قالب وردپرس درنا توس
Home / Business / Can Toyota's surprisingly good fuel cell change our preconceptions about hydrogen vehicles?

Can Toyota's surprisingly good fuel cell change our preconceptions about hydrogen vehicles?




<div _ngcontent-c16 = "" innerhtml = "

When Toyota designed its hydrogen-powered Mirai fuel cell car five years ago, the R&D team focused most of its efforts and the lions' share of its budget on the technical side of the project. # 39; The car's exterior styling is far from pretty, with more focus on function than form.

Now, the car may have been a watershed moment, considered the world's first fuel ever ̵

1; cell production car, but it had aesthetic issues. , but it seems Toyota's designers have been given a new design directive – make the new Mirai a glance.

At this month's Tokyo Motor Show, on the other hand, scheduled to launch on October 23, Toyota will unveil a new Elt new Mirai, the concept car you see here ile it will highlight some cool high-tech upgrades, and more importantly have some new cosmetic surgery that will make the new Mirai look much better.

Media preview last week, this rear-wheel drive, five-seater sedan concept boasts a surprisingly low-slung fastback profile that Toyota says is about ready for showrooms. The new concept shares its modular vehicle platform with that of the luxury class Lexus LS flagship sedan, making it lower, longer and wider to further improve handling stability. The GL-A platform was designed to accommodate a variety of powertrains, including hybrids and fuel cells.

Expect the new model to be sold by 2020 in Japan, North America and Europe. The current model, with its funky, edgy design, was unpopular on the market, selling only around 10,000 units since it was launched in 2014.

So far, Toyota has been pushing hard to expand its hybrid design as it pioneered in 1997. with the game-changing Prius. Over two-thirds of the company's more than 50 production models offer either hybrid or plug-in hybrid variants. But with second-generation Mirai, Toyota plans to push the envelope to create even greater demand for hydrogen fuel cell technology and position Toyota as a leader in this field. To get to that level, Chief Engineer Yoshikazu Tanaka says the new Mirai was designed from the ground up.

And in order for the car to catch on, unlike the previous model, "the new Mirai needs to be more emotional," Tanaka says. What he said is that it needs to lose its stigma with fuel cell cars – a feeling in the market that it is too expensive and difficult to deal with in terms of fuel fuel, a fuel that still needs significant infrastructure development worldwide. With an exterior like this, Toyota has cleared a major obstacle. People will now begin to pay attention to it.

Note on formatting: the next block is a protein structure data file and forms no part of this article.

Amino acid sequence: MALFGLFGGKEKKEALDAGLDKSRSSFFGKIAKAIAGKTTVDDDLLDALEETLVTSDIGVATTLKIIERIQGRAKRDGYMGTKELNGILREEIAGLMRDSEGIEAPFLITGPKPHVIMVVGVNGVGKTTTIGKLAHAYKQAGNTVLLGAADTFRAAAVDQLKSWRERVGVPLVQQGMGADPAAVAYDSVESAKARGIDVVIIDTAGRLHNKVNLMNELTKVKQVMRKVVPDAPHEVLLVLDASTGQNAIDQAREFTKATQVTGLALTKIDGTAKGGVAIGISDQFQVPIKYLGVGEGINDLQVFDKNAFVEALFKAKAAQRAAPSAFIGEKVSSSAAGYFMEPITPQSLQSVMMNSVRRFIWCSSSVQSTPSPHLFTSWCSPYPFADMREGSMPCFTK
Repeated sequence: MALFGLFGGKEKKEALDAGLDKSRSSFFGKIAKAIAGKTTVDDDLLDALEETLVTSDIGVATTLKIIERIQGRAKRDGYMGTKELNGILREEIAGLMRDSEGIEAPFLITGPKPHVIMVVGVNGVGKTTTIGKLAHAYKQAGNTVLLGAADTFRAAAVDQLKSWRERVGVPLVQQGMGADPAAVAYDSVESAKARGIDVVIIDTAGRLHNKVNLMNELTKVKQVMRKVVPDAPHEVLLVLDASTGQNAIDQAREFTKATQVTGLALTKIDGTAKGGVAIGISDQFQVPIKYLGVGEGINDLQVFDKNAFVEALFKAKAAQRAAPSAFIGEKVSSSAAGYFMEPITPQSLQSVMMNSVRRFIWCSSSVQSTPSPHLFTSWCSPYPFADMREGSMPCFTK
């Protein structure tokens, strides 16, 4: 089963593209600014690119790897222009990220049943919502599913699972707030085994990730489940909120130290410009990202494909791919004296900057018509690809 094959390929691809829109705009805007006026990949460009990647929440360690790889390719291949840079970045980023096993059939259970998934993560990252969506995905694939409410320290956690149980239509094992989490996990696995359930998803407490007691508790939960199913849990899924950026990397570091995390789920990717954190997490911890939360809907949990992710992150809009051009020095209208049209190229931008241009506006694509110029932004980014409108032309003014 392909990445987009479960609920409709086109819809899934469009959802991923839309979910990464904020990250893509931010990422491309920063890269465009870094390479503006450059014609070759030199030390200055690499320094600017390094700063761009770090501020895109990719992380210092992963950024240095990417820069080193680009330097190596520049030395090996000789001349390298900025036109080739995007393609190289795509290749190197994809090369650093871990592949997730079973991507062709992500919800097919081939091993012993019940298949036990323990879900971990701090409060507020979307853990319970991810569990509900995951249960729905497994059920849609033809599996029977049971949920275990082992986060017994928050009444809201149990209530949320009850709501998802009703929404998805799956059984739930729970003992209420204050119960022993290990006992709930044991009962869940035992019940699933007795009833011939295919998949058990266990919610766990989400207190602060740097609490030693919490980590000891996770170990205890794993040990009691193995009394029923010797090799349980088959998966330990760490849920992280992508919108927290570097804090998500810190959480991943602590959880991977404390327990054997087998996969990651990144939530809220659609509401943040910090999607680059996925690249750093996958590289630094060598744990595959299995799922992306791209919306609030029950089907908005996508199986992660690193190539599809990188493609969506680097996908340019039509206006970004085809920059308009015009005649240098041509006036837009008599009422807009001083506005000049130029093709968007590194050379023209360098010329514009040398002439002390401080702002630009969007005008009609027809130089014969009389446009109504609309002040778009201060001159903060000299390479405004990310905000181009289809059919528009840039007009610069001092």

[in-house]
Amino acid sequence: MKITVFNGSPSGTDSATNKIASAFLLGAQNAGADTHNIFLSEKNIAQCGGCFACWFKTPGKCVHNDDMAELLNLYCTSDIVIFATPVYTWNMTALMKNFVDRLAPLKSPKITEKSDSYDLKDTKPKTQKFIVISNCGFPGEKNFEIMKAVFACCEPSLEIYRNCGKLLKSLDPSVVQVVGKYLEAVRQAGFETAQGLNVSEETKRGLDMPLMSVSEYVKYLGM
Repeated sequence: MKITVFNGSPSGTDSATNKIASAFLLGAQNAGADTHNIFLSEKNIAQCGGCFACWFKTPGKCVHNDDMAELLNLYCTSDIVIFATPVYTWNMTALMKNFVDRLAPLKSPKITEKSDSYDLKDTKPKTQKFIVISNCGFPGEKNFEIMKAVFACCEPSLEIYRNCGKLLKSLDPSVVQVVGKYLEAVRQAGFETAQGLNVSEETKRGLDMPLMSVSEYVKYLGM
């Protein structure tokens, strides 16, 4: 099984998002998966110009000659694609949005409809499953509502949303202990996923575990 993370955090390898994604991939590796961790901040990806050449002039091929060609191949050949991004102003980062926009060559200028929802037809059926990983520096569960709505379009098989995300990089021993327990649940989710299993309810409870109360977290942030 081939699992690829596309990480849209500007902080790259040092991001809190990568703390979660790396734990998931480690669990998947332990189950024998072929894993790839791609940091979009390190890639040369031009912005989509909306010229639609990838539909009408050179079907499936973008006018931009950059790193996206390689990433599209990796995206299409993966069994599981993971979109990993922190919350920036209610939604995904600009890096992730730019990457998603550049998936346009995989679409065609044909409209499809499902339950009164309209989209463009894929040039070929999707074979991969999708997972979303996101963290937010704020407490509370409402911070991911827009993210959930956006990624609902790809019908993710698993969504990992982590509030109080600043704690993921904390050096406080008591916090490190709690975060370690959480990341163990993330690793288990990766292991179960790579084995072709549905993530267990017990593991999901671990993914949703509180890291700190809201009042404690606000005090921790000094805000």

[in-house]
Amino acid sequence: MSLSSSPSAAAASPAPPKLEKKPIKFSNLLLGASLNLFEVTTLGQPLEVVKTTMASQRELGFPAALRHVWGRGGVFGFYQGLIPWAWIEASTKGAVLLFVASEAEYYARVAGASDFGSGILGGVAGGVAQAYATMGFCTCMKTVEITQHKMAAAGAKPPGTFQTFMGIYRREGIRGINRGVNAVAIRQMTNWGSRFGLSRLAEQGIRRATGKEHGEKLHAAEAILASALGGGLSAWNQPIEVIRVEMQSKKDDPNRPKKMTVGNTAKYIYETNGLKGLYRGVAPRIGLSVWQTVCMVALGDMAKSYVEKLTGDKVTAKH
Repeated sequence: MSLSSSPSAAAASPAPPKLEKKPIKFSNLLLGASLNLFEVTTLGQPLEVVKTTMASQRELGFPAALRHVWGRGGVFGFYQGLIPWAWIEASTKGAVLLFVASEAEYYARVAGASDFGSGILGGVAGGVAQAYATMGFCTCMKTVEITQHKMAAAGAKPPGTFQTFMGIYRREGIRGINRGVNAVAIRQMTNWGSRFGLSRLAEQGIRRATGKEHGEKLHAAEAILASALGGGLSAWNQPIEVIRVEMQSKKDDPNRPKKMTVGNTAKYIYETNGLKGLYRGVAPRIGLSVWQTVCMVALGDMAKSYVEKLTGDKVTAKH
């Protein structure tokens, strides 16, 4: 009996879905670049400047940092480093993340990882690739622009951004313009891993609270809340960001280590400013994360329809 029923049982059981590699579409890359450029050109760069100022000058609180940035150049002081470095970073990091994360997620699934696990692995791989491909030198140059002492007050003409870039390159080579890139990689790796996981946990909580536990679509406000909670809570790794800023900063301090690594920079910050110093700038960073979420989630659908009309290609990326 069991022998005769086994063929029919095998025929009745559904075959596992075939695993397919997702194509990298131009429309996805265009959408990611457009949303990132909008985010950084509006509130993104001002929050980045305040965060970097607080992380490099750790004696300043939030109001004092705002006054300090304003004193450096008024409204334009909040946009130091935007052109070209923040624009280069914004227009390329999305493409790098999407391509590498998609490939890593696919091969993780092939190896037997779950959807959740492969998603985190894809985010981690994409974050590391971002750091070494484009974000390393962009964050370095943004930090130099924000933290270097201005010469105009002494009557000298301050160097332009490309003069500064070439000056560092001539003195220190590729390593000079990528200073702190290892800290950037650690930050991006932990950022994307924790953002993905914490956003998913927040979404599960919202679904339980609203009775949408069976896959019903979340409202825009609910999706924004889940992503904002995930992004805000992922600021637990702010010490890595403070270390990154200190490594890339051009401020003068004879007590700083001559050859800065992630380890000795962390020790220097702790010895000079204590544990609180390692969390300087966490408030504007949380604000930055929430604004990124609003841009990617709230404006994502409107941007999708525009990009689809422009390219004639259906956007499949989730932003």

">

When Toyota designed its hydrogen-powered Mirai fuel cell car five years ago, the R&D team focused most of its efforts and the lions' share of its budget on the technical side of the project, and as a result, the car's exterior styling was far from pretty, focusing more on function than in form.

Now the car may have been a watershed moment, considered the world's first fuel cell production ever, car, but it had aesthetic issues. In its second iteration, it seems Toyota's designers have got a new design directive – makes the new Mirai a looker.

At this month's Tokyo Motor Show, however, the plan showed to start on October 23, Toyota will unveil a brand new Mirai, the concept car you see here. It will highlight some cool high-tech upgrades, it will more importantly include some new cosmetic surgeries that will make the new Mirai look much better.

Preview to the media last week, this rear-wheel drive, five-seat sedan concept boasts a surprisingly low-slung fastback profile that Toyota says is just about ready for showrooms. The new concept shares its modular vehicle platform with that of the luxury class Lexus LS flagship sedan, making it lower, longer and wider to further improve handling stability. The GL-A platform was designed to accommodate a variety of powertrains, including hybrids and fuel cells.

Expect the new model to be sold by 2020 in Japan, North America and Europe. The current model, with its funky, edgy design, was unpopular on the market and has only sold around 10,000 units since it was launched in 2014.

Up until now Toyota has been pushing hard to expand its hybrid design as it pioneered in 1997. with the game-changing Prius. Over two-thirds of the company's more than 50 production models offer either hybrid or plug-in hybrid variants. But with second-generation Mirai, Toyota plans to push the envelope to create even greater demand for hydrogen fuel cell technology and position Toyota as a leader in this field. To get to that level, Chief Engineer Yoshikazu Tanaka says the new Mirai was designed from the ground up.

And in order for the car to catch on, unlike the previous model, "the new Mirai needs to be more emotional," Tanaka says. What he said is that it needs to lose its stigma with fuel cell cars – a feeling in the market that it is too expensive and difficult to deal with in terms of fuel fuel, a fuel that still needs significant infrastructure development worldwide. With an exterior like this, Toyota has cleared a major obstacle. People will now actually begin to pay attention to it.


Source link